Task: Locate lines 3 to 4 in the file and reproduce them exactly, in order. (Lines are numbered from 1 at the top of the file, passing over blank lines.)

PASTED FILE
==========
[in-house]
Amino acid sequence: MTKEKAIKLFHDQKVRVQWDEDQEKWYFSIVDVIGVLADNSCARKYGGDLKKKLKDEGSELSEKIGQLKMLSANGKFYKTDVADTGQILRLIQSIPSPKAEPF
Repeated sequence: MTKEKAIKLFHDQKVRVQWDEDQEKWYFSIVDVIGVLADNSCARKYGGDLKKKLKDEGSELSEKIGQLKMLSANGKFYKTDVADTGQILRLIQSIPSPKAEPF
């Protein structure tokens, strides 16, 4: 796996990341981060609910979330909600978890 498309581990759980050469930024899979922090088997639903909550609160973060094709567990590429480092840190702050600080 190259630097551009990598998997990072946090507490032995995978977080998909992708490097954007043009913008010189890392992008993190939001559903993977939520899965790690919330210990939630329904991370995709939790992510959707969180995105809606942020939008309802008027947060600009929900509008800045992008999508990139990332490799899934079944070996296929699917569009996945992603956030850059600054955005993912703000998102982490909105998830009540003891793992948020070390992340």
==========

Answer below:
Repeated sequence: MTKEKAIKLFHDQKVRVQWDEDQEKWYFSIVDVIGVLADNSCARKYGGDLKKKLKDEGSELSEKIGQLKMLSANGKFYKTDVADTGQILRLIQSIPSPKAEPF
């Protein structure tokens, strides 16, 4: 796996990341981060609910979330909600978890 498309581990759980050469930024899979922090088997639903909550609160973060094709567990590429480092840190702050600080 190259630097551009990598998997990072946090507490032995995978977080998909992708490097954007043009913008010189890392992008993190939001559903993977939520899965790690919330210990939630329904991370995709939790992510959707969180995105809606942020939008309802008027947060600009929900509008800045992008999508990139990332490799899934079944070996296929699917569009996945992603956030850059600054955005993912703000998102982490909105998830009540003891793992948020070390992340």